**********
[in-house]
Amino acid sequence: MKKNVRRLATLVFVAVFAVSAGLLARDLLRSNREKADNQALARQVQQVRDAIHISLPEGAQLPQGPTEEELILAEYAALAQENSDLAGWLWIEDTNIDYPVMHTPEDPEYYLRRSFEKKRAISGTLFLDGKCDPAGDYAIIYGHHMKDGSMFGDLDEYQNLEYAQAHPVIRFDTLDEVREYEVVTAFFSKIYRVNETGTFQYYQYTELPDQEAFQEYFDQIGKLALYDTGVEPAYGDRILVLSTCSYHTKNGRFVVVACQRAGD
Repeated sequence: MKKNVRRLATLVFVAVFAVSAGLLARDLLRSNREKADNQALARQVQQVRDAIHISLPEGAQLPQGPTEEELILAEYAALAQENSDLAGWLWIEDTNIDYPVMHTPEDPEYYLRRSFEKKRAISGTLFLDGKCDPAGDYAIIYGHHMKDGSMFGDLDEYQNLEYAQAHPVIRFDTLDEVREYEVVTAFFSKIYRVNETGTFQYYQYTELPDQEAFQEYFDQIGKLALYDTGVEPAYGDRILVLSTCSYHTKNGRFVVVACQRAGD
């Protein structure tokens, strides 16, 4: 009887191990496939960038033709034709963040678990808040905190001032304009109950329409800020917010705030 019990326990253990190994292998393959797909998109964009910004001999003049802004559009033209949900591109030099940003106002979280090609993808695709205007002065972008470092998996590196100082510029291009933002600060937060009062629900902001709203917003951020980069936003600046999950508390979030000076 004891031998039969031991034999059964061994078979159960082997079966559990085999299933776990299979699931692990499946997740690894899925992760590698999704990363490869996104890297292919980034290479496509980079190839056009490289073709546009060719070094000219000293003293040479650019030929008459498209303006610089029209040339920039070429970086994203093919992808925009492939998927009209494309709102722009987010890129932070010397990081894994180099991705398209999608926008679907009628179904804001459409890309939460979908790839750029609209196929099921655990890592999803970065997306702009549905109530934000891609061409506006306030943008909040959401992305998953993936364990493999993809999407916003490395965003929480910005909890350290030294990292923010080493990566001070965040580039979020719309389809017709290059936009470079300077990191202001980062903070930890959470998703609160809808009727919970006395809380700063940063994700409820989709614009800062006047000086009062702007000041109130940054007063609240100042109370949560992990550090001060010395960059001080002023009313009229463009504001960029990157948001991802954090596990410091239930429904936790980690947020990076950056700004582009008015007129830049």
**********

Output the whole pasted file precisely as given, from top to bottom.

[in-house]
Amino acid sequence: MKKNVRRLATLVFVAVFAVSAGLLARDLLRSNREKADNQALARQVQQVRDAIHISLPEGAQLPQGPTEEELILAEYAALAQENSDLAGWLWIEDTNIDYPVMHTPEDPEYYLRRSFEKKRAISGTLFLDGKCDPAGDYAIIYGHHMKDGSMFGDLDEYQNLEYAQAHPVIRFDTLDEVREYEVVTAFFSKIYRVNETGTFQYYQYTELPDQEAFQEYFDQIGKLALYDTGVEPAYGDRILVLSTCSYHTKNGRFVVVACQRAGD
Repeated sequence: MKKNVRRLATLVFVAVFAVSAGLLARDLLRSNREKADNQALARQVQQVRDAIHISLPEGAQLPQGPTEEELILAEYAALAQENSDLAGWLWIEDTNIDYPVMHTPEDPEYYLRRSFEKKRAISGTLFLDGKCDPAGDYAIIYGHHMKDGSMFGDLDEYQNLEYAQAHPVIRFDTLDEVREYEVVTAFFSKIYRVNETGTFQYYQYTELPDQEAFQEYFDQIGKLALYDTGVEPAYGDRILVLSTCSYHTKNGRFVVVACQRAGD
């Protein structure tokens, strides 16, 4: 009887191990496939960038033709034709963040678990808040905190001032304009109950329409800020917010705030 019990326990253990190994292998393959797909998109964009910004001999003049802004559009033209949900591109030099940003106002979280090609993808695709205007002065972008470092998996590196100082510029291009933002600060937060009062629900902001709203917003951020980069936003600046999950508390979030000076 004891031998039969031991034999059964061994078979159960082997079966559990085999299933776990299979699931692990499946997740690894899925992760590698999704990363490869996104890297292919980034290479496509980079190839056009490289073709546009060719070094000219000293003293040479650019030929008459498209303006610089029209040339920039070429970086994203093919992808925009492939998927009209494309709102722009987010890129932070010397990081894994180099991705398209999608926008679907009628179904804001459409890309939460979908790839750029609209196929099921655990890592999803970065997306702009549905109530934000891609061409506006306030943008909040959401992305998953993936364990493999993809999407916003490395965003929480910005909890350290030294990292923010080493990566001070965040580039979020719309389809017709290059936009470079300077990191202001980062903070930890959470998703609160809808009727919970006395809380700063940063994700409820989709614009800062006047000086009062702007000041109130940054007063609240100042109370949560992990550090001060010395960059001080002023009313009229463009504001960029990157948001991802954090596990410091239930429904936790980690947020990076950056700004582009008015007129830049």